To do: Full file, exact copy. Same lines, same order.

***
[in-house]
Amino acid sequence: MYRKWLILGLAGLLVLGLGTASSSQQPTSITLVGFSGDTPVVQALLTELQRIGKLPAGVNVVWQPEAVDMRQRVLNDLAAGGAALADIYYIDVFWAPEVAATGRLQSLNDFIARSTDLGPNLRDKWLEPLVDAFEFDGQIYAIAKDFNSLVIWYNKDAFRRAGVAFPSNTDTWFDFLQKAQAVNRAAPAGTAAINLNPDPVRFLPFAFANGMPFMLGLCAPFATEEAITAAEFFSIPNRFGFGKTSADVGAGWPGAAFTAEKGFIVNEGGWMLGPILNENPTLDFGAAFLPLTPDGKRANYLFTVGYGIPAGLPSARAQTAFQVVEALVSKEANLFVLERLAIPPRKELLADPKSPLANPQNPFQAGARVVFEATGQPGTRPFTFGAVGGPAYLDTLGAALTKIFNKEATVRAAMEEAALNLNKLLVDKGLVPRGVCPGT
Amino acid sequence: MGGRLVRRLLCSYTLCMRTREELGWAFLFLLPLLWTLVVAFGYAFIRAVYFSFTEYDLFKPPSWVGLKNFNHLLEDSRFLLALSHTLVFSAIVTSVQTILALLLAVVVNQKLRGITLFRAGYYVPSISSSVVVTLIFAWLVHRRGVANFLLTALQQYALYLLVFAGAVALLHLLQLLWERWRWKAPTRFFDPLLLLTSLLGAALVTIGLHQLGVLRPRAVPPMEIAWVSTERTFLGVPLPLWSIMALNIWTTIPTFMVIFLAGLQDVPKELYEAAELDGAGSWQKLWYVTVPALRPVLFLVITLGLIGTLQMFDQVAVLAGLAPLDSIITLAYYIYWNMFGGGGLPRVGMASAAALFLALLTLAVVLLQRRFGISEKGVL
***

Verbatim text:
[in-house]
Amino acid sequence: MYRKWLILGLAGLLVLGLGTASSSQQPTSITLVGFSGDTPVVQALLTELQRIGKLPAGVNVVWQPEAVDMRQRVLNDLAAGGAALADIYYIDVFWAPEVAATGRLQSLNDFIARSTDLGPNLRDKWLEPLVDAFEFDGQIYAIAKDFNSLVIWYNKDAFRRAGVAFPSNTDTWFDFLQKAQAVNRAAPAGTAAINLNPDPVRFLPFAFANGMPFMLGLCAPFATEEAITAAEFFSIPNRFGFGKTSADVGAGWPGAAFTAEKGFIVNEGGWMLGPILNENPTLDFGAAFLPLTPDGKRANYLFTVGYGIPAGLPSARAQTAFQVVEALVSKEANLFVLERLAIPPRKELLADPKSPLANPQNPFQAGARVVFEATGQPGTRPFTFGAVGGPAYLDTLGAALTKIFNKEATVRAAMEEAALNLNKLLVDKGLVPRGVCPGT
Amino acid sequence: MGGRLVRRLLCSYTLCMRTREELGWAFLFLLPLLWTLVVAFGYAFIRAVYFSFTEYDLFKPPSWVGLKNFNHLLEDSRFLLALSHTLVFSAIVTSVQTILALLLAVVVNQKLRGITLFRAGYYVPSISSSVVVTLIFAWLVHRRGVANFLLTALQQYALYLLVFAGAVALLHLLQLLWERWRWKAPTRFFDPLLLLTSLLGAALVTIGLHQLGVLRPRAVPPMEIAWVSTERTFLGVPLPLWSIMALNIWTTIPTFMVIFLAGLQDVPKELYEAAELDGAGSWQKLWYVTVPALRPVLFLVITLGLIGTLQMFDQVAVLAGLAPLDSIITLAYYIYWNMFGGGGLPRVGMASAAALFLALLTLAVVLLQRRFGISEKGVL